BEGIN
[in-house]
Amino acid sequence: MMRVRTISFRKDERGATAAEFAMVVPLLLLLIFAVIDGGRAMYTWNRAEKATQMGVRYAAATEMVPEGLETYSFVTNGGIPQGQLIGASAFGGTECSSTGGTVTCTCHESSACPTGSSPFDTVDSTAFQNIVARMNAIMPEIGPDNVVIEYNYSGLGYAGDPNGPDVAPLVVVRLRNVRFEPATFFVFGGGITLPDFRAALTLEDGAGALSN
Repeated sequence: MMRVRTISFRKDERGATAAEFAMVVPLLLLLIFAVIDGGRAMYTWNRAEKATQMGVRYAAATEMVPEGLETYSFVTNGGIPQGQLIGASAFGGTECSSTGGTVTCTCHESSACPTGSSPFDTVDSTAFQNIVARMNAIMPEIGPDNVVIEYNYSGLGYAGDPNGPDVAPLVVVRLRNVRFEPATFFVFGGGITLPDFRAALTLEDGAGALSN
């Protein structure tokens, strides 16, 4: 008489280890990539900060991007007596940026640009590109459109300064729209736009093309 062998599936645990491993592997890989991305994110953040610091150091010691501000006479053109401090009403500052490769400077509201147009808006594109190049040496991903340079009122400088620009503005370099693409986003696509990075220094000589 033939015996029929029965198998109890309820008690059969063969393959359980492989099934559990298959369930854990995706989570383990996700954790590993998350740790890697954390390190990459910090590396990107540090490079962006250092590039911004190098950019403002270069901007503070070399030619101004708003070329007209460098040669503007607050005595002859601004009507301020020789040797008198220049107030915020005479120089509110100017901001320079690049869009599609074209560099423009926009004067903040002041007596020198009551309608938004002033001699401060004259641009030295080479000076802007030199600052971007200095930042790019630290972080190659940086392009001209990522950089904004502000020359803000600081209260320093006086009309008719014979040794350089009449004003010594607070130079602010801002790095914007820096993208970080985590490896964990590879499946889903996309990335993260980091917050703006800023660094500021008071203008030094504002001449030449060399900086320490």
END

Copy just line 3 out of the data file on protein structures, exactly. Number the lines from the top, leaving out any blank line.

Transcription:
Repeated sequence: MMRVRTISFRKDERGATAAEFAMVVPLLLLLIFAVIDGGRAMYTWNRAEKATQMGVRYAAATEMVPEGLETYSFVTNGGIPQGQLIGASAFGGTECSSTGGTVTCTCHESSACPTGSSPFDTVDSTAFQNIVARMNAIMPEIGPDNVVIEYNYSGLGYAGDPNGPDVAPLVVVRLRNVRFEPATFFVFGGGITLPDFRAALTLEDGAGALSN